Consider the example of the apostle Paul. He spoke about Jesus everywhere. He spoke with fellow inmates in jails, engaged philosophers and religious leaders in the marketplace, connected with common folks (even as they tried to kill him at times), and in the text above, talked openly with King Agrippa about his faith experience on the Damascus Road (started in Acts 9 and retold in chapter 26) and what it had cost him. When Festus interrupted and shouted that Paul was out of his mind, Paul simply kept reasoning with Agrippa (Acts 26:24-27). Paul knew a person with an experience is never inferior to a person with an argument…and he actually had both.

What are things you’ve seen other Christians do to cover up their faith? What was the result? What tends to strangle your interest to share your faith? Are you willing to be courageous and discuss your faith with friends, colleagues, and professors who do not know Jesus?

If you are in a situation where you aren’t sure how to handle your faith, it makes sense to be up front about Jesus’ influence on your life and why you chose to live that way. Be gentle and respectful. Avoid being brash and judgmental. Be yourself and be honest about what you believe and why. One reason you hear, read, study, memorize, and mediate on Scripture is to “be ready to give an answer for the hope in you” (1 Peter 3:15). The Psalmist said in 66:16, “Let me tell you about what He has done for me.” Like Paul, just talk about what you know and experienced.

Live communally. We are not called to keep secrets about God from our friends. Upon hearing Jesus had risen from the dead, the angel said to the female witnesses, “Come and see and go and tell” (Matthew 28:6-7). Let’s reveal Jesus wherever He leads us.

Love is a verb,

Mike Olejarz

©2013 by Mike Olejarz

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Monday Motivator – July 8

Are you a perfectionist? If yes, how does that help or hurt you? Do you need to talk to someone about this?

Do you know when something is moved in your room? Do you get frustrated when wrapping up a class assignment and have a hard time turning in your work, thinking it could be a little better? Do you get ruffled when someone messes with your computer (i.e., even touches your screen)?

If you answered “yes,” you may be a perfectionist. Not very serious symptoms, right? Now try these: Do you set unusually high standards for yourself? Do you believe that anything less than perfection is failure? Do you find hope in a moment of failure? Do you avoid talking honestly to your parents because you fear what they think of you? Do you avoid God because you think He expects you to be perfect? After all, didn’t Jesus say in Matthew 5:48, “Be perfect.”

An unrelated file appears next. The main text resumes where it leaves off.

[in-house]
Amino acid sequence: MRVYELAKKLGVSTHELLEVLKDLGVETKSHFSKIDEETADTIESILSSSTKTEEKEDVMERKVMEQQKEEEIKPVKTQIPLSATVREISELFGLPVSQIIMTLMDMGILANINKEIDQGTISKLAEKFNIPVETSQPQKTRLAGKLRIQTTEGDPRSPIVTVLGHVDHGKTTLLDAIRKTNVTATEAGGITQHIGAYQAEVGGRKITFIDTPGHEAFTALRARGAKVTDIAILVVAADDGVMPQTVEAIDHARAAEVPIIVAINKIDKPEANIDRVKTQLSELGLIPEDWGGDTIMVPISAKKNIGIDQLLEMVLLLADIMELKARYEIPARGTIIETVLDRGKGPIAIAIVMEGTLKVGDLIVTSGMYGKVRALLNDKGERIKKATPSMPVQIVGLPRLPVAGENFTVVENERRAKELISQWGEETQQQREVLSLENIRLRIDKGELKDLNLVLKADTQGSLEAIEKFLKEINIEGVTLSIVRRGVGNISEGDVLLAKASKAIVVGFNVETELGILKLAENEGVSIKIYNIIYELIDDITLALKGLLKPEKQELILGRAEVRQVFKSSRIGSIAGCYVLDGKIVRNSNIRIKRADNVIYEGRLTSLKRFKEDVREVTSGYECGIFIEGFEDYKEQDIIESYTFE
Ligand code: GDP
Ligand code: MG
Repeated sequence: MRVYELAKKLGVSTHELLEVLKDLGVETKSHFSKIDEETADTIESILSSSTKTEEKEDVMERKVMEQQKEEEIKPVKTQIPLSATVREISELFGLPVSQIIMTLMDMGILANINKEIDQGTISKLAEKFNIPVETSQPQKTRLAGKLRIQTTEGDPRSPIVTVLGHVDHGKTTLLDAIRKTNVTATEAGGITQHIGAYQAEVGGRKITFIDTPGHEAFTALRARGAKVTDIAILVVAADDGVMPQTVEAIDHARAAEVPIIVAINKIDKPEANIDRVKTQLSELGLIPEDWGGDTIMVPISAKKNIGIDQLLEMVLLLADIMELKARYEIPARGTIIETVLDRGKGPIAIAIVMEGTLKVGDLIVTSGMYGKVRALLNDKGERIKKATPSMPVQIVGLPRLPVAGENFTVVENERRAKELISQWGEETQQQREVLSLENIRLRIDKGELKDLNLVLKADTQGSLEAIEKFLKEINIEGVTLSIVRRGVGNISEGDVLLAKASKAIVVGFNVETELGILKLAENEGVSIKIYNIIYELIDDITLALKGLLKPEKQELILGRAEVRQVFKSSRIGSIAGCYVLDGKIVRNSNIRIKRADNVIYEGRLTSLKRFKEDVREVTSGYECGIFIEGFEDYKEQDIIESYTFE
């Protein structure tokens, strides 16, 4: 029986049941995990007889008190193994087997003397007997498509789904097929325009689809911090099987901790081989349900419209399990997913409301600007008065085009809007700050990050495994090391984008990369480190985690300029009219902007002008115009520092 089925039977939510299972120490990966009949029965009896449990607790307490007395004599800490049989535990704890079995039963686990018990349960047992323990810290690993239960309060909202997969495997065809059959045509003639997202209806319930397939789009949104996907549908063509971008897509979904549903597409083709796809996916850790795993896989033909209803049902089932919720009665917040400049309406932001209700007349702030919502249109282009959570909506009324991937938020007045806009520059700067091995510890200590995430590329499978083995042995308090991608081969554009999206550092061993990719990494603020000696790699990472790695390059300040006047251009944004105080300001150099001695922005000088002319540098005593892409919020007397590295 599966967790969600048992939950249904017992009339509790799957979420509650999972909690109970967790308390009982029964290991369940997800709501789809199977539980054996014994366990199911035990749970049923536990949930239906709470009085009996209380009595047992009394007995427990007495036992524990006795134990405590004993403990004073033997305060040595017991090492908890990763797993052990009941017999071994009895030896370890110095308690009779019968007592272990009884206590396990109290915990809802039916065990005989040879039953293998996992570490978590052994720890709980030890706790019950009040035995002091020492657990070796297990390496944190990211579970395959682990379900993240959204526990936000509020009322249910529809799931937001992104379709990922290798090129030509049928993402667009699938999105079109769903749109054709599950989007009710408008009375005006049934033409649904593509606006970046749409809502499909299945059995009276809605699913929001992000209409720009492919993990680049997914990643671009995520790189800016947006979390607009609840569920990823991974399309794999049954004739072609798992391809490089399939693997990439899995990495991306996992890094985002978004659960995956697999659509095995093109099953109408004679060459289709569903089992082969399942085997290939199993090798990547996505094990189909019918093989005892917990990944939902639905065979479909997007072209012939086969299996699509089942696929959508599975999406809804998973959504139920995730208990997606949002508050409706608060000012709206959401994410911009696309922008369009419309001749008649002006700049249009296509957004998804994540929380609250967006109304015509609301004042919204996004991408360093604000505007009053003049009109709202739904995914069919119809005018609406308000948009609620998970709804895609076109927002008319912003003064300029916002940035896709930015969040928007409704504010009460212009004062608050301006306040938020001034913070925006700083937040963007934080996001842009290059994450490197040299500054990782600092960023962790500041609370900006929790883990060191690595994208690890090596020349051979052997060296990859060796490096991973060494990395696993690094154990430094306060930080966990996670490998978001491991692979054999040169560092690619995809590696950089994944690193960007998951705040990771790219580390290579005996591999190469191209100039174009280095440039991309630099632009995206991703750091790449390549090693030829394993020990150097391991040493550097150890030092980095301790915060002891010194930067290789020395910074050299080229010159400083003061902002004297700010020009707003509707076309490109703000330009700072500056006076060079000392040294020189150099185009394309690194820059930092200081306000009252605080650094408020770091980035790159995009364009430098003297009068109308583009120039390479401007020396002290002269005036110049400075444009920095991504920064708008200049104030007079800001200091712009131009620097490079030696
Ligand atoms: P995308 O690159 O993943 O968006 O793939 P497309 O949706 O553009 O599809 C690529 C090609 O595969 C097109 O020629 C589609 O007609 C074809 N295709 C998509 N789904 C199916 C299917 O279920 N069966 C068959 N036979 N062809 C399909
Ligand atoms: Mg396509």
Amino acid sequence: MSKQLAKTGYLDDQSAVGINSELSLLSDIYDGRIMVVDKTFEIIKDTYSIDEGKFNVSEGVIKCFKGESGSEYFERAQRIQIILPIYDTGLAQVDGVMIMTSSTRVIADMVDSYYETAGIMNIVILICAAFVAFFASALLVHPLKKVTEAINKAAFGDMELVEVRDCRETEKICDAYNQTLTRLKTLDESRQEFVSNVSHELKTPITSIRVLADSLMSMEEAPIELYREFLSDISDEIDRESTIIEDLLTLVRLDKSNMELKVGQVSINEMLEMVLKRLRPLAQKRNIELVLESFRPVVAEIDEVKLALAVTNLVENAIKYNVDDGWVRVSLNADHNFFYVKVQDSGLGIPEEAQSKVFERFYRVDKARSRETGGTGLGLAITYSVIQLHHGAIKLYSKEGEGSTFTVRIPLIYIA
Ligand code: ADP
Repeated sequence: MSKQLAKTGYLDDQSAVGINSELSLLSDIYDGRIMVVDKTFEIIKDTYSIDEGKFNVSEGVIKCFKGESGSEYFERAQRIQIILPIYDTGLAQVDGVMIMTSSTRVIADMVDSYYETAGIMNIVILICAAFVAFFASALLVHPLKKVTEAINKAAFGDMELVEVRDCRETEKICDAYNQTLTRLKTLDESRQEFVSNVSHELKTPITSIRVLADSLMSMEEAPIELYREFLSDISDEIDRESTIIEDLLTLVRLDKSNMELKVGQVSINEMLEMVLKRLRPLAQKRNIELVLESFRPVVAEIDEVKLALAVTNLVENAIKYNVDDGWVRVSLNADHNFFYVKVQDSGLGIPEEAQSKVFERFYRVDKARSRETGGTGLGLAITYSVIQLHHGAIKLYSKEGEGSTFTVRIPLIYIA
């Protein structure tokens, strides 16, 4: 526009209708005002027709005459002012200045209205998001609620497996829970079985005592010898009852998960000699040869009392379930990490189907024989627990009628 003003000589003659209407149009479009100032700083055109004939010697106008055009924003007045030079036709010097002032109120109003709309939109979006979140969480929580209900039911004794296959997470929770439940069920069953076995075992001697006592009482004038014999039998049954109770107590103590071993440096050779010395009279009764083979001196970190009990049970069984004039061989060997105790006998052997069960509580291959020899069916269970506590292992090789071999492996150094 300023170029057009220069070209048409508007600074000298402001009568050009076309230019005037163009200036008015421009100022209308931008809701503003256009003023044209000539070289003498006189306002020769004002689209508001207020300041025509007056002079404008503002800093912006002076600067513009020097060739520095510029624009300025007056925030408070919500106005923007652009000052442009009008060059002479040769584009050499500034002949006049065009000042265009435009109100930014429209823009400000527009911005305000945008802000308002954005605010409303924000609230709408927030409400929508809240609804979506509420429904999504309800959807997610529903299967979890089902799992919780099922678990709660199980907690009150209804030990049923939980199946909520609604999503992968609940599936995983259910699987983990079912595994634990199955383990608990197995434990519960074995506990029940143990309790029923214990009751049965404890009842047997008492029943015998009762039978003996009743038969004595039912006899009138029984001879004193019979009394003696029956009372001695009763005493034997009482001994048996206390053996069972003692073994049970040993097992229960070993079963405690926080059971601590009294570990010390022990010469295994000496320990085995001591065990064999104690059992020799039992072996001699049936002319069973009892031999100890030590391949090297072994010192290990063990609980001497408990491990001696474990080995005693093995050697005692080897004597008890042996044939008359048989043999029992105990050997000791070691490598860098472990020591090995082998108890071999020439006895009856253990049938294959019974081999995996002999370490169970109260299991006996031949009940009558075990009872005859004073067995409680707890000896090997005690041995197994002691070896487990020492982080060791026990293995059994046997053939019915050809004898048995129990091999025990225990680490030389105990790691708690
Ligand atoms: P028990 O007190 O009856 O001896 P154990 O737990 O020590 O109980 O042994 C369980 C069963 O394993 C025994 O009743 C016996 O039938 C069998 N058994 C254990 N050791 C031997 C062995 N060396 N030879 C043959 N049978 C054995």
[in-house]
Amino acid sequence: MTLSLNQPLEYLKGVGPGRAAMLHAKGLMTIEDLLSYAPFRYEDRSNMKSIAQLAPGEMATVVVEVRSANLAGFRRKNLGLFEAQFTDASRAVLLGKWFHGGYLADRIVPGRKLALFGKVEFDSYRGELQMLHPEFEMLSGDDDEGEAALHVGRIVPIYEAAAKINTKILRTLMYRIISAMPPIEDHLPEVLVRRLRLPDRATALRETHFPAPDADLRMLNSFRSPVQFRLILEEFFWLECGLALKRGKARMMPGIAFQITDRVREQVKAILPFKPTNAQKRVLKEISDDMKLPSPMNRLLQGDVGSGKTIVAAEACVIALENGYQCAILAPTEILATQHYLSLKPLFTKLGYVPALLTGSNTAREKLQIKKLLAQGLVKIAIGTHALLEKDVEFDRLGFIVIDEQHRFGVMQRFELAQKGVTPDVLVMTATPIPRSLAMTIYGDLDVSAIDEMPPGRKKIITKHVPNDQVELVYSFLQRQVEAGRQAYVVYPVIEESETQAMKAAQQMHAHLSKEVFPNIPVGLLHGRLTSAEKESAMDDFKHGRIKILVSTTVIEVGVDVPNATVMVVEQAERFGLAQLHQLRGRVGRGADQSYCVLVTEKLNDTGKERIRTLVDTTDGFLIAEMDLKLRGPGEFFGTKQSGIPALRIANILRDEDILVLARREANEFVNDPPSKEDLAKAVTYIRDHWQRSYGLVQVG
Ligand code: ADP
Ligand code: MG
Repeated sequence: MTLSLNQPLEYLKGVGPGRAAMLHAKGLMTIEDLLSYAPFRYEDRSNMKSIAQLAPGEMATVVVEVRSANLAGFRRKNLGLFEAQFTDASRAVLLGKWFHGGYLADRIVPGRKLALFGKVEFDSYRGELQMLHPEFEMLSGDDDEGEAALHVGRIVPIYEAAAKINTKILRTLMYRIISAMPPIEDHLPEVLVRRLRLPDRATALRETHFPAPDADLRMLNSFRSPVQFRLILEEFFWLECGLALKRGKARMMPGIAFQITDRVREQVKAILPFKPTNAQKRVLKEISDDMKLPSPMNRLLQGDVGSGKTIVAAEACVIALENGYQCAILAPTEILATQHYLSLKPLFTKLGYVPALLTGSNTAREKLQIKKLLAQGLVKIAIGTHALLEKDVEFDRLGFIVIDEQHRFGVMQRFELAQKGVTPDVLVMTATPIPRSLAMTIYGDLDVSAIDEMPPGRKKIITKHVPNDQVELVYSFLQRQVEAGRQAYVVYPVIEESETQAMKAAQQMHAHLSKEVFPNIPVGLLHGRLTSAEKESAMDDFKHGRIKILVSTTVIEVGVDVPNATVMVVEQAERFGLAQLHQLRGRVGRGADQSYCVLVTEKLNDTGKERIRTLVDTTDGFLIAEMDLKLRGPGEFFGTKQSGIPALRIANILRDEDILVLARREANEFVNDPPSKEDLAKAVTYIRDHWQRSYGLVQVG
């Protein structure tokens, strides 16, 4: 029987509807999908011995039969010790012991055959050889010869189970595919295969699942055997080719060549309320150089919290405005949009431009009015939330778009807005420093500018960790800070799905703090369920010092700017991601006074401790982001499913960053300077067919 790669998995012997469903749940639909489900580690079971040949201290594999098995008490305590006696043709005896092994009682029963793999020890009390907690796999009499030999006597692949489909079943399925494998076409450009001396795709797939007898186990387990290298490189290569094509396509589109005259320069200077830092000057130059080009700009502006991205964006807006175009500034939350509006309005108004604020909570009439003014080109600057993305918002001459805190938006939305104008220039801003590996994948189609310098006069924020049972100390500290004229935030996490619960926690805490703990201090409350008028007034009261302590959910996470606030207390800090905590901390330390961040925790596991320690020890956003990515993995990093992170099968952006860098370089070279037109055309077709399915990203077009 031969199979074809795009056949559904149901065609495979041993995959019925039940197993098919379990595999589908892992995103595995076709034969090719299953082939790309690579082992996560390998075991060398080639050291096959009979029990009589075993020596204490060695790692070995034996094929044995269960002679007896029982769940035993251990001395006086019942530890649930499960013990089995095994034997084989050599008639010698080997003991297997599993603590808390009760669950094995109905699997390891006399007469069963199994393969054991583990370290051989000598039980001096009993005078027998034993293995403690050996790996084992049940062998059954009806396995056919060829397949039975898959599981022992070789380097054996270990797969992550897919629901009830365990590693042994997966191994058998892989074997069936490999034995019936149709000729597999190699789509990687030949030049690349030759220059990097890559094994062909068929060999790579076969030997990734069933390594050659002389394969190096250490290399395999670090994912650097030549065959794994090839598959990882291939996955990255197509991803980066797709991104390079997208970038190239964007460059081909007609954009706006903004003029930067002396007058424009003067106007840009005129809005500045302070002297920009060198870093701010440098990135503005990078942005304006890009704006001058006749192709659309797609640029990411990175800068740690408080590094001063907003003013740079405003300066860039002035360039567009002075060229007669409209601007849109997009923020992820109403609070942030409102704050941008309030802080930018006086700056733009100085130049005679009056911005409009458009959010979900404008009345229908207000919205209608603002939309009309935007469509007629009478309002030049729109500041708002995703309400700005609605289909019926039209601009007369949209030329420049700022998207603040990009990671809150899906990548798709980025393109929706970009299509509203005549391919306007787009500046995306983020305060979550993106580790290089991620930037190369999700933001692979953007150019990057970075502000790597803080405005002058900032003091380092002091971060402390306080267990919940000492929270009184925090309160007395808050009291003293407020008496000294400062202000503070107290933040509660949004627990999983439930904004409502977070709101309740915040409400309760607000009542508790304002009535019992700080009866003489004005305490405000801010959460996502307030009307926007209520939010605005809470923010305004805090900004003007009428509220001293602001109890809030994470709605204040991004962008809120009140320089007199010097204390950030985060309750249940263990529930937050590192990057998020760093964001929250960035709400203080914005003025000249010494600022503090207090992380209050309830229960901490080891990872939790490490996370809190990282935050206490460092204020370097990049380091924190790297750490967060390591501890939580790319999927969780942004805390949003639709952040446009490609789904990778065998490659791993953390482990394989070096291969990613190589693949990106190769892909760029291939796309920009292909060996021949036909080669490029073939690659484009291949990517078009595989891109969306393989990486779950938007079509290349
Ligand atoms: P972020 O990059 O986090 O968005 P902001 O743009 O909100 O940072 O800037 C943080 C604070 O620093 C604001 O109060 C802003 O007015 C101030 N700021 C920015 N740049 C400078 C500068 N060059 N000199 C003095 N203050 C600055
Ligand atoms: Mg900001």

Jesus actually did say that. But He also said, “It is not the healthy who need a doctor, but the sick. I have not come to call the righteous, but sinners” (Mark 2:17). Jesus did not expect people to clean themselves up before they came to Him. He touched people whom society considered unclean and imperfect (Matthew 8:3, 20:30-34 and Mark 7:32-35). They recognized their own weaknesses, struggles, frailties, and sins, and knew that only Jesus was the One who could help.

If you are a Christian, you probably know that trusting Jesus as Savior does not make you instantly perfect. The apostle Paul wrote, “What I do is not the good I want to do; no, the evil I do I do not want to do…but this I keep on doing” (Romans 7:19).  He also wrote to the Christians at Philippi, “Not that I have already been made perfect…but I press on” (3:12).

Read Philippians 3:12-21.

Think about the man who wrote much of the New Testament. He was a champion of the early Christian faith. He was a role model of robust faith, intellectual depth, spiritual gifts and Holy Spirit power, a man who would rather die than turn his back on Jesus. He knew that as long as his feet touched the earth, he would never be perfect. But he did not sit back and practice a cheap sort of grace, just waiting for the return of his Lord. He kept trying to pursue Christ-likeness, by saying things like, “…forgetting what is behind and straining toward what is ahead, I press on to the goal to win the prize for which God has called me heavenward” (v 13-14).